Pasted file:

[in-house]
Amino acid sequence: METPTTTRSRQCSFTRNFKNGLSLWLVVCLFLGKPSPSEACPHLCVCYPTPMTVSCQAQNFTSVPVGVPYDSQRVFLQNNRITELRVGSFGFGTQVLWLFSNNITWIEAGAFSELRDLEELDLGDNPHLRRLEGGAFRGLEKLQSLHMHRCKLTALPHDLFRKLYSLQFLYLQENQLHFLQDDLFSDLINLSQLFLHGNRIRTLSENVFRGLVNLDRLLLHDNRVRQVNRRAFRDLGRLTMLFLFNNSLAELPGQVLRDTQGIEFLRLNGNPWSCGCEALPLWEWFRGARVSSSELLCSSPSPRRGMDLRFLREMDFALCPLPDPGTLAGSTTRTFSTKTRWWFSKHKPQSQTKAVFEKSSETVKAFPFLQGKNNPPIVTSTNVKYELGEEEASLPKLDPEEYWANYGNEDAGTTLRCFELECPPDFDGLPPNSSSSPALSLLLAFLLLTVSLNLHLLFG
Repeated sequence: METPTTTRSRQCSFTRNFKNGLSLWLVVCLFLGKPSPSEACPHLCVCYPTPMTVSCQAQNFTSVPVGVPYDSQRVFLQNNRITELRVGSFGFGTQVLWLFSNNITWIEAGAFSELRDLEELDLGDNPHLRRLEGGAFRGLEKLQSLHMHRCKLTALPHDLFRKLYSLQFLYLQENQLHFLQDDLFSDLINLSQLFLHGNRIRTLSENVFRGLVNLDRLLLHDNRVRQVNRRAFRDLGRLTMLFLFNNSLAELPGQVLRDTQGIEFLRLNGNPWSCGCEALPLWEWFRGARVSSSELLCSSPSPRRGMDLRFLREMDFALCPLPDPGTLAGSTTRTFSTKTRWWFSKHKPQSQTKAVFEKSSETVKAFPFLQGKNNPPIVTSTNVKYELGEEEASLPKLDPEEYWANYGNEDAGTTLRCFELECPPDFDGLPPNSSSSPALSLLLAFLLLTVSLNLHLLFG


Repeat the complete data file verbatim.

[in-house]
Amino acid sequence: METPTTTRSRQCSFTRNFKNGLSLWLVVCLFLGKPSPSEACPHLCVCYPTPMTVSCQAQNFTSVPVGVPYDSQRVFLQNNRITELRVGSFGFGTQVLWLFSNNITWIEAGAFSELRDLEELDLGDNPHLRRLEGGAFRGLEKLQSLHMHRCKLTALPHDLFRKLYSLQFLYLQENQLHFLQDDLFSDLINLSQLFLHGNRIRTLSENVFRGLVNLDRLLLHDNRVRQVNRRAFRDLGRLTMLFLFNNSLAELPGQVLRDTQGIEFLRLNGNPWSCGCEALPLWEWFRGARVSSSELLCSSPSPRRGMDLRFLREMDFALCPLPDPGTLAGSTTRTFSTKTRWWFSKHKPQSQTKAVFEKSSETVKAFPFLQGKNNPPIVTSTNVKYELGEEEASLPKLDPEEYWANYGNEDAGTTLRCFELECPPDFDGLPPNSSSSPALSLLLAFLLLTVSLNLHLLFG
Repeated sequence: METPTTTRSRQCSFTRNFKNGLSLWLVVCLFLGKPSPSEACPHLCVCYPTPMTVSCQAQNFTSVPVGVPYDSQRVFLQNNRITELRVGSFGFGTQVLWLFSNNITWIEAGAFSELRDLEELDLGDNPHLRRLEGGAFRGLEKLQSLHMHRCKLTALPHDLFRKLYSLQFLYLQENQLHFLQDDLFSDLINLSQLFLHGNRIRTLSENVFRGLVNLDRLLLHDNRVRQVNRRAFRDLGRLTMLFLFNNSLAELPGQVLRDTQGIEFLRLNGNPWSCGCEALPLWEWFRGARVSSSELLCSSPSPRRGMDLRFLREMDFALCPLPDPGTLAGSTTRTFSTKTRWWFSKHKPQSQTKAVFEKSSETVKAFPFLQGKNNPPIVTSTNVKYELGEEEASLPKLDPEEYWANYGNEDAGTTLRCFELECPPDFDGLPPNSSSSPALSLLLAFLLLTVSLNLHLLFG